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The class conflict also arises due to upper class’s manipulation and violation of the state laws. It is evident in Marxist context that rich people legitimize everything for themselves. In ‘Moth Smoke’ only commoners are supposed to abide by law, whereas rich people are above the limitations and laws posed by society. In the novel, elite class is found drinking alcohol, throwing parties, where all the activities which are illegal, remain unquestionable. Moreover, the police are doing corruption by cooperating with the rich people. An ironic situation is seen when police try to arrest Daru in suspicion of being drunk, while it is the same legal department under whose patronage elite class’s parties are arranged. The biased attitude of the legal institution is again presented in the novel when police does not stop elite class as they “are in a Pajero” (Hamid, p.40).

Marxist views emphasize to understand various power structures controlling and exploiting the poor people. Daru’s character represents the struggle which a man does in order to uplift his socioeconomic stature and at the same time he is a victim to the power of money which eventually deprives him of what he had earlier in his life. For instance, Malik Jiwan, a landlord and politician having half a million U.S dollars gets offended and meets the manager of the bank and Daru gets fired. His deterioration is a direct result of lacking strong material or political support for himself at the time of his need, and ultimately, he gets pushed into criminal world because he finds it an easy way to make money. Murad Badshah’s plan to rob “high-end, high fashion, exclusive boutiques” (Hamid, p.252) is given a justification by him in much a violent Marxist manner when he says that rich people have control over masses by the use of guns which are persuasive, and if guns are persuasive, then poor people can also be the same. His dramatic style of showing his gun to Daru hints at the possibility of going on a point of violence in order to get rid of the injustice and oppression done by the elite class.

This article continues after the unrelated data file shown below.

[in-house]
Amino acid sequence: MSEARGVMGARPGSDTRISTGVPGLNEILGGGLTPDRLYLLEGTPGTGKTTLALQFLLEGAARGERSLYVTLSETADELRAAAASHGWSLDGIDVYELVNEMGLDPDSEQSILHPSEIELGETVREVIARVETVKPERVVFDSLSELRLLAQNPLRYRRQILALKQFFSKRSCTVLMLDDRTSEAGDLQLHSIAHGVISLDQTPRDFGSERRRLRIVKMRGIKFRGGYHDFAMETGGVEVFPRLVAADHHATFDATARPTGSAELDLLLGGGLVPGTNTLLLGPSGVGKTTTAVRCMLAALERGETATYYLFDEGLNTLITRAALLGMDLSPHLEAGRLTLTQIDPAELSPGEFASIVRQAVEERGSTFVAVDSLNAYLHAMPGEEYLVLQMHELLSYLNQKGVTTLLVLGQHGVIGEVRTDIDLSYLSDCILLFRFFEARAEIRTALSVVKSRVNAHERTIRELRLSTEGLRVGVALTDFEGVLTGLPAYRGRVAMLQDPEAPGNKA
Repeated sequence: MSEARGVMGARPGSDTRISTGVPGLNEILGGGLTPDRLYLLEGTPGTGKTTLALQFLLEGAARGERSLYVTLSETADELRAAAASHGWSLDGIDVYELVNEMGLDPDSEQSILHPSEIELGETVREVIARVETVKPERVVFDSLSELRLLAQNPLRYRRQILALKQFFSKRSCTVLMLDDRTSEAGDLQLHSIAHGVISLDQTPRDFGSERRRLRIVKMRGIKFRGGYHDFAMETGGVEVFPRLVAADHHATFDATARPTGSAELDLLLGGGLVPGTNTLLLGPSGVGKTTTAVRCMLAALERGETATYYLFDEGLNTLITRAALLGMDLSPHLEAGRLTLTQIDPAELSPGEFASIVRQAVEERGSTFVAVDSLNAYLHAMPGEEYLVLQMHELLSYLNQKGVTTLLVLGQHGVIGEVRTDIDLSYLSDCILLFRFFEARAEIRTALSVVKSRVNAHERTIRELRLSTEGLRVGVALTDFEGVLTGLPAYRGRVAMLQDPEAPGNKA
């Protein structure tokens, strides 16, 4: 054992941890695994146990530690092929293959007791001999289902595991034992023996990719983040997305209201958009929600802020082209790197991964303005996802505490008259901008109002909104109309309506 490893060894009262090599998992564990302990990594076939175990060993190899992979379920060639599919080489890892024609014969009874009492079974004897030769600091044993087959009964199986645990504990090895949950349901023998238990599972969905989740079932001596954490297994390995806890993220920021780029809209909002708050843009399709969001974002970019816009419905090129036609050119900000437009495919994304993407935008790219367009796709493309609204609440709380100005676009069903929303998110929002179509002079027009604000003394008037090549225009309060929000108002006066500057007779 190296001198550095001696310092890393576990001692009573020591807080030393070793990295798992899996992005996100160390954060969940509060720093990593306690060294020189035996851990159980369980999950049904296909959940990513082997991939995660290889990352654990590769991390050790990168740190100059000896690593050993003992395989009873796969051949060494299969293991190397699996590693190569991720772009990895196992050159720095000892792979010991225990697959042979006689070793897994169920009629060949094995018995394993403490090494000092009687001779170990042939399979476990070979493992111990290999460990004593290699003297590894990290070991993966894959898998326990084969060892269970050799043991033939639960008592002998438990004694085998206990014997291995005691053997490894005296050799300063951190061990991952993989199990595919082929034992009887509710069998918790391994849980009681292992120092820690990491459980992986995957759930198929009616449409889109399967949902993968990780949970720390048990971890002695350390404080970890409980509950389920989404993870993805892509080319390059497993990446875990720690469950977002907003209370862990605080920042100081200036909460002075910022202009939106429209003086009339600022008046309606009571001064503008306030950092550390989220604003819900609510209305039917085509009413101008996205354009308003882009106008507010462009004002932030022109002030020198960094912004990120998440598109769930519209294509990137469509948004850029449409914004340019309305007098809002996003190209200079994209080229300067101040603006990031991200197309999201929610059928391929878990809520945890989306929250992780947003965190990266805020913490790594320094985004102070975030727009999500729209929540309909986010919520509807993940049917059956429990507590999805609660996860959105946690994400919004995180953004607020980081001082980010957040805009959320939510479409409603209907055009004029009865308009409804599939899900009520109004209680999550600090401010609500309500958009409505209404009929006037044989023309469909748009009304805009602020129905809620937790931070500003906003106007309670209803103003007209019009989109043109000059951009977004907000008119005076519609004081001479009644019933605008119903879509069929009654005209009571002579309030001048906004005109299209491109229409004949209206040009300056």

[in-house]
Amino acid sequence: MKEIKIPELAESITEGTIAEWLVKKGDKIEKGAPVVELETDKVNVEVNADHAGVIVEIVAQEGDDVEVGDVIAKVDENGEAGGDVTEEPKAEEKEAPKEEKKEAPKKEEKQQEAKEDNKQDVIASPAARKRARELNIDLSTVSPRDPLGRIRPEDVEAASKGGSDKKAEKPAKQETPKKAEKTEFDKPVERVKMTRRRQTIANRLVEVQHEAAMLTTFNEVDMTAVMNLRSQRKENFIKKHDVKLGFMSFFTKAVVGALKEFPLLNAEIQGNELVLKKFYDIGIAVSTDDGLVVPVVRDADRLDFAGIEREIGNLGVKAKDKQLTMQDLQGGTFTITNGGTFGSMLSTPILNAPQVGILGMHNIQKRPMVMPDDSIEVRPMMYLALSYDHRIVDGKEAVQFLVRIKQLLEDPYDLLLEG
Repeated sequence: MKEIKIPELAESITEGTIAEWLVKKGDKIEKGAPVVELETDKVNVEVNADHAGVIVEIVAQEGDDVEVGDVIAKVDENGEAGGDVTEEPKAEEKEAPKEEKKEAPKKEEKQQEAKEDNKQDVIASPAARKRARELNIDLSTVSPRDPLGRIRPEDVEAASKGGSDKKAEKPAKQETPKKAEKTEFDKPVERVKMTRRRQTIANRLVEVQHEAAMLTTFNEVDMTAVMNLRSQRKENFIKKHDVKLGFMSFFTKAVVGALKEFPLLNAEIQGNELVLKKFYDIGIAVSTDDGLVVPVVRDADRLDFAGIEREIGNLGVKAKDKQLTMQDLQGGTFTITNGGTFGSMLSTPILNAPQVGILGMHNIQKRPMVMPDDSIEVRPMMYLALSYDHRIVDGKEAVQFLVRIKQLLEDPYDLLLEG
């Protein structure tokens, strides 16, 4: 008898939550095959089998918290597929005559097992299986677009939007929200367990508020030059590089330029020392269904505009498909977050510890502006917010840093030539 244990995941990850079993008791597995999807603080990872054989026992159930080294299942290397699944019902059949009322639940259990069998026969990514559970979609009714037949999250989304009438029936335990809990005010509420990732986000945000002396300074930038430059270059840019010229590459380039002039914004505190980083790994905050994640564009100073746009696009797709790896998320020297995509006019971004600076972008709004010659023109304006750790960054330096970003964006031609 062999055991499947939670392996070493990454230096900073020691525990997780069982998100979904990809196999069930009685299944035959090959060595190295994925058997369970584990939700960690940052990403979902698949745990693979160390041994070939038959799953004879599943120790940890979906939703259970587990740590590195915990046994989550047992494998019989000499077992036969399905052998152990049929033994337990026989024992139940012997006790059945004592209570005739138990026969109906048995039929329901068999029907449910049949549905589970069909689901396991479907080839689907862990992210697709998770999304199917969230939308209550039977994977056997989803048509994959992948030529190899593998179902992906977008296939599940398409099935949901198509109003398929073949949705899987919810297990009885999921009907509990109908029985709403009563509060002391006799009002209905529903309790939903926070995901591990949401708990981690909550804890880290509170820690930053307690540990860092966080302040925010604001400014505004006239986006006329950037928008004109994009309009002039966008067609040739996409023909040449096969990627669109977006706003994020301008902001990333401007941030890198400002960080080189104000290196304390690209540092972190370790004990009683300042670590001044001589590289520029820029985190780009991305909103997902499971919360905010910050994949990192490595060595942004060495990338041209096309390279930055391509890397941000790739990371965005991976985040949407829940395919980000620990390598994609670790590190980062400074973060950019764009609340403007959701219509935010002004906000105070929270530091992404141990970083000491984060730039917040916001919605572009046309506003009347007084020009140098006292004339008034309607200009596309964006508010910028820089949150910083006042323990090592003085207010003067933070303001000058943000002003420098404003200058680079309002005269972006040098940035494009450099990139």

Another example of exploitation of the lower class by the feudal lords is found in the case of Dilaram, whom a landlord abducts and later sells her for 50 rupees. She is forced to live in the Heera Mandi as a prostitute. Money becomes a tool for oppression in the hands of elite class. This is the point which is at the core of Marxist philosophy: how the lives of the working class and their destinies are in hands of those who have power and control. Murad Badshah is a typical representation of a low-class person in the novel. He is maltreated by Daru who himself hangs between middle class and lower class but owing to higher status than Murad’s, he says: “I don’t like it when low class people forget their place” (Hami, p.50). The servant of Daru is another example of the lower social status, and he is often beaten by his master for petty reasons, and Daru doesn’t feel ashamed at it rather he exclaims: “I did the right thing. Servants have to be kept in line” (Hamid, p.191), which shows the division of social classes based on the economic condition on a larger scale.